The Guardian describes this as a “a shaggy dog story.” Merriam-Webster defines that as “of, relating to, or being a long-drawn-out circumstantial story concerning an inconsequential happening that impresses the teller as humorous or interesting but the hearer as boring and pointless” That’s spot on. Bolaño did this for his own enjoyment, not mine.
Publishers [sic] Weekly said that “It is safe to predict that no novel this year will have as powerful an effect on the reader as this one.” and in that they are right. I can’t think another novel this year will be as powerful as this one when it comes to the desire to simply make it stop. Mind you, I’m not sure I trust what I read from any publishing company that can’t even accomplish the basic punctuation needed for its own name.
It starts out OK with this student guy joining a group of poets at university. Their philosophies rub off on him, and he tunes in and drops out as you’d expect. Then the book takes the inevitable Bolañesque shift to a series of narrations by all sorts of different characters all over the world. You’re left to piece together the relevance of all of this and, if you dare, make some sort of narrative out of it.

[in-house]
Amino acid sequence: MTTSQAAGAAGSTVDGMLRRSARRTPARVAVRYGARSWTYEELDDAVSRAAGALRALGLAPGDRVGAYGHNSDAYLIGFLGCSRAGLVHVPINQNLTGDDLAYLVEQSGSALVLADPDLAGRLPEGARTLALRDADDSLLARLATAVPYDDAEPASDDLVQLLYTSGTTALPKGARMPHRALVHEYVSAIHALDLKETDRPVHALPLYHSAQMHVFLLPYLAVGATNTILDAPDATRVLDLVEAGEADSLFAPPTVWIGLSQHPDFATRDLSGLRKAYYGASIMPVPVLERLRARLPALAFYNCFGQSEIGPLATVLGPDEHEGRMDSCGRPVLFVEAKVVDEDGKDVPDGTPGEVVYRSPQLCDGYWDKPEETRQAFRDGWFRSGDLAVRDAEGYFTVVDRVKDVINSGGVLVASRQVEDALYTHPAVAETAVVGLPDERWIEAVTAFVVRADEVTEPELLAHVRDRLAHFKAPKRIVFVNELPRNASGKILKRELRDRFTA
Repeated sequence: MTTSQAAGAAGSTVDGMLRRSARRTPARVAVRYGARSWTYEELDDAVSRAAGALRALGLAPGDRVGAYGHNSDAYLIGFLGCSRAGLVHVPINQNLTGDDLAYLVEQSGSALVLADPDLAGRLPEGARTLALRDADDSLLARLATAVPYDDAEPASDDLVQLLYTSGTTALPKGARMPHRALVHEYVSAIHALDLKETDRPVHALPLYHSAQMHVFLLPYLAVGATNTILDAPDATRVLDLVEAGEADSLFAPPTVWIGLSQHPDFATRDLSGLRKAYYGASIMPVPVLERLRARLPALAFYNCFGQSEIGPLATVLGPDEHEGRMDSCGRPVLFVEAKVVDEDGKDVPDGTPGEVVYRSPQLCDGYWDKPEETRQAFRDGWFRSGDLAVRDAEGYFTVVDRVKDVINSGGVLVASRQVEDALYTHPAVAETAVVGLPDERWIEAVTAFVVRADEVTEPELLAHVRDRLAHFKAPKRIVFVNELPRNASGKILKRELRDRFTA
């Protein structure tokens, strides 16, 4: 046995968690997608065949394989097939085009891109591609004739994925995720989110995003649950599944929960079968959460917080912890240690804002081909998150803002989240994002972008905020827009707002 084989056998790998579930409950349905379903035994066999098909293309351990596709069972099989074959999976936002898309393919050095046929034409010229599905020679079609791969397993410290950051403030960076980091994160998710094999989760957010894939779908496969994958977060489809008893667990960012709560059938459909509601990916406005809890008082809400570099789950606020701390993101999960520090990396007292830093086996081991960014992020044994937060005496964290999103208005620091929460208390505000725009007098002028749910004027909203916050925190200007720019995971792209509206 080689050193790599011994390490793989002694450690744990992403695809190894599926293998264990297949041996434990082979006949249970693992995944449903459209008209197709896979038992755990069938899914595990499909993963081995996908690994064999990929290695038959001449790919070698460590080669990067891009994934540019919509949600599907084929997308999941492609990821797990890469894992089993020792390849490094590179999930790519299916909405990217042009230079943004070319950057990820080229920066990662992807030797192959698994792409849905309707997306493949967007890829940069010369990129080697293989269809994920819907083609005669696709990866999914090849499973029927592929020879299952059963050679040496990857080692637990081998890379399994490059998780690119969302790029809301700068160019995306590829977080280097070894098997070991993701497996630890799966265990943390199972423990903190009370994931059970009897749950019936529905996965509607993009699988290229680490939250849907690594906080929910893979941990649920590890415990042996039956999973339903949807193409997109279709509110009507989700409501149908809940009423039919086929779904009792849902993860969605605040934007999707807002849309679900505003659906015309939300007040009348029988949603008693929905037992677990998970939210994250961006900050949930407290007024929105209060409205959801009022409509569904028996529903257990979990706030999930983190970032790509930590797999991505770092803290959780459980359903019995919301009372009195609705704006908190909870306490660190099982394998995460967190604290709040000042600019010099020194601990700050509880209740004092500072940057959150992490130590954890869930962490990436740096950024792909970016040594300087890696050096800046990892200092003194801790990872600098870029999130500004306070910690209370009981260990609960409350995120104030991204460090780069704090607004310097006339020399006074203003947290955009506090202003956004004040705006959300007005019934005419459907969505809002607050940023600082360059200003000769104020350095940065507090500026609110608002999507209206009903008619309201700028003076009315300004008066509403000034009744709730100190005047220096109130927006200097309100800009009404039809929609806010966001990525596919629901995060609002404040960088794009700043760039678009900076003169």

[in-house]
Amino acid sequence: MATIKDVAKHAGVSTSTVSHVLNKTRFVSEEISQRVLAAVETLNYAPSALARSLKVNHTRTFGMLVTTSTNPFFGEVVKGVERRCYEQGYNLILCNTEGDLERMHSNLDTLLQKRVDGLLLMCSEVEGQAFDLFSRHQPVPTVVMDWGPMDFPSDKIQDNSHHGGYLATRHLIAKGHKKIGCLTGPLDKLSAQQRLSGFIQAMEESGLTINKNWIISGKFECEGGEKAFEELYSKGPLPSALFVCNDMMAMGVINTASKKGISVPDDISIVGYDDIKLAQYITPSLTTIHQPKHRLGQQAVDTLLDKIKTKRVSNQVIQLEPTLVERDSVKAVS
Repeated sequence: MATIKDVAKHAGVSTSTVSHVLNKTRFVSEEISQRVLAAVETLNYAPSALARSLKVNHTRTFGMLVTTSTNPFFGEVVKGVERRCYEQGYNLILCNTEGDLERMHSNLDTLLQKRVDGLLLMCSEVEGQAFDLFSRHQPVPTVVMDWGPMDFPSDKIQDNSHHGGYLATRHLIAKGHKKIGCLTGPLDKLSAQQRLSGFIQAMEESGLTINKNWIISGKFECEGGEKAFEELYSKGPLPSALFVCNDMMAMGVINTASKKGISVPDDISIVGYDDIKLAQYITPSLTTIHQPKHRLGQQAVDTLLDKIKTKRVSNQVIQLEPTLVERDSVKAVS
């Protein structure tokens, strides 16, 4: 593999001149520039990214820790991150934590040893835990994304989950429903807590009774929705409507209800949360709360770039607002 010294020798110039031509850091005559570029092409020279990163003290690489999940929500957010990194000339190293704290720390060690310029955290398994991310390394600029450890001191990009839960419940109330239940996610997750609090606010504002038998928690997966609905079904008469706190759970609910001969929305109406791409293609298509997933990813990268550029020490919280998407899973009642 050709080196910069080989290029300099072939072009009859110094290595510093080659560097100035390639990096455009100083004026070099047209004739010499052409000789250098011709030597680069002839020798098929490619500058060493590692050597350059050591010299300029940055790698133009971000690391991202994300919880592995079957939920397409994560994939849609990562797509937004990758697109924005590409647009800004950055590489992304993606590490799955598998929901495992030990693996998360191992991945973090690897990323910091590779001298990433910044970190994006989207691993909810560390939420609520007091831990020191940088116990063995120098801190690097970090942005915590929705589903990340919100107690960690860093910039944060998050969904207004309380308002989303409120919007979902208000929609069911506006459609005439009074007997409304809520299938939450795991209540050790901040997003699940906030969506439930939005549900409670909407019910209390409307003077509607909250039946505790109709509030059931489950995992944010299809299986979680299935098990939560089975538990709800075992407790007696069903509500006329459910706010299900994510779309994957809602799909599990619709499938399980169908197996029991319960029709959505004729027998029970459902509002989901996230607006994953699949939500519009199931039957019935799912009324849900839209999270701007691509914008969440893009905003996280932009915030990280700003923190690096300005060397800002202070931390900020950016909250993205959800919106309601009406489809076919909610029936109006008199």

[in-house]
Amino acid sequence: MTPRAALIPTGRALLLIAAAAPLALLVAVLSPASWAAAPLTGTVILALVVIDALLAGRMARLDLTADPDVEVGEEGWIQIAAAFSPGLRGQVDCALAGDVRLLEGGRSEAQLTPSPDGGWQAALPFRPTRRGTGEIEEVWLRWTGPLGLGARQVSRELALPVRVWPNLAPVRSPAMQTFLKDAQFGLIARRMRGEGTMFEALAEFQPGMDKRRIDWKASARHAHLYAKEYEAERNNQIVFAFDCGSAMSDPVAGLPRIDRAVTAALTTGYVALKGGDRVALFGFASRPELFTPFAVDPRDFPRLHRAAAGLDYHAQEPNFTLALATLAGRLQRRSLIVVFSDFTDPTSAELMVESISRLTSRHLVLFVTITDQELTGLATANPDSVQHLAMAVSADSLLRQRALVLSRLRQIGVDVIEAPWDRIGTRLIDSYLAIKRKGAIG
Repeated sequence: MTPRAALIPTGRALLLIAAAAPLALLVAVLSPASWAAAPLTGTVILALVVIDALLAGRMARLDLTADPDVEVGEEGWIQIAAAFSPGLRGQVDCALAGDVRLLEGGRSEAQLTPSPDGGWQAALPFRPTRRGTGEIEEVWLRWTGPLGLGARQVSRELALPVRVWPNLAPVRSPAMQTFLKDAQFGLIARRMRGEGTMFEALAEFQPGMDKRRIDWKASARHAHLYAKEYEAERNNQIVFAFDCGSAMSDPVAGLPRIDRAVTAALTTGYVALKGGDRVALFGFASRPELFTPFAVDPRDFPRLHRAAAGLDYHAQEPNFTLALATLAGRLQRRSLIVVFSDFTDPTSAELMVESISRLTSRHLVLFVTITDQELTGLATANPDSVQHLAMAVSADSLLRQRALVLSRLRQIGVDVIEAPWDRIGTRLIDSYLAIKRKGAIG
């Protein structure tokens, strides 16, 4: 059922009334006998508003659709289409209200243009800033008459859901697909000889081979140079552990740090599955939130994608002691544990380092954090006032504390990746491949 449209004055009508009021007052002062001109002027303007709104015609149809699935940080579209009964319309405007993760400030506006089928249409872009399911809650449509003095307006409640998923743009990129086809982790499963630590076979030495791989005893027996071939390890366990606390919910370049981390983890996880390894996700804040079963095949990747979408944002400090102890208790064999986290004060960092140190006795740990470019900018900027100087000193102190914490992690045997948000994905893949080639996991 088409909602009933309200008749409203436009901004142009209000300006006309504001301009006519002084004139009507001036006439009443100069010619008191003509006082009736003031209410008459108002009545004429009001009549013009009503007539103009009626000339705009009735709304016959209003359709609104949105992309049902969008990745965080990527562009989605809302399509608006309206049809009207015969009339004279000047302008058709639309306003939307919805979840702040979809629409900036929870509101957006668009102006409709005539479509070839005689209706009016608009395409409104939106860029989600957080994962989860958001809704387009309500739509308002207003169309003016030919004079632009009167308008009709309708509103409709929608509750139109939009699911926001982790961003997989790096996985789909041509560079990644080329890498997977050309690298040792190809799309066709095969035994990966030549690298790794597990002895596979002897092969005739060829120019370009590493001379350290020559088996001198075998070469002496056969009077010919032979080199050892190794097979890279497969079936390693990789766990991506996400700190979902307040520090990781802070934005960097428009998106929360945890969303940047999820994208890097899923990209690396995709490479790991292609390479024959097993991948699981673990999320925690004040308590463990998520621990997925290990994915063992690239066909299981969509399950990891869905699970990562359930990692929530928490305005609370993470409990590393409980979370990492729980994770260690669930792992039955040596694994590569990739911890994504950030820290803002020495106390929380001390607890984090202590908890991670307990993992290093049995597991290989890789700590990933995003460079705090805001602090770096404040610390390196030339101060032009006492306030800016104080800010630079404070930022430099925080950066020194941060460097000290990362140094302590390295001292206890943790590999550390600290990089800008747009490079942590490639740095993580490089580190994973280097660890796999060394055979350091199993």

For the brave, the narrative that emerges is a patchwork that represents the lives of two of the founding members of this group of poets. This is then followed by a hardly-related and entirely useless final section where the original student guy is looking for another poet who is supposed to be the origin of the style of poetry this group was formed in honour of.
As my aim in these reviews is not to spoil your reading experience, I’ll tell you now that they don’t find her.
Can Bolaño write? Yes. Can he write anything worthwhile for the reader? Yes. But can he stop himself from writing hundreds of pages more than he needs to just for the sake of writing and thereby subsuming anything worthwhile in a turgid mass of drivel? Nope. He most definitely can’t.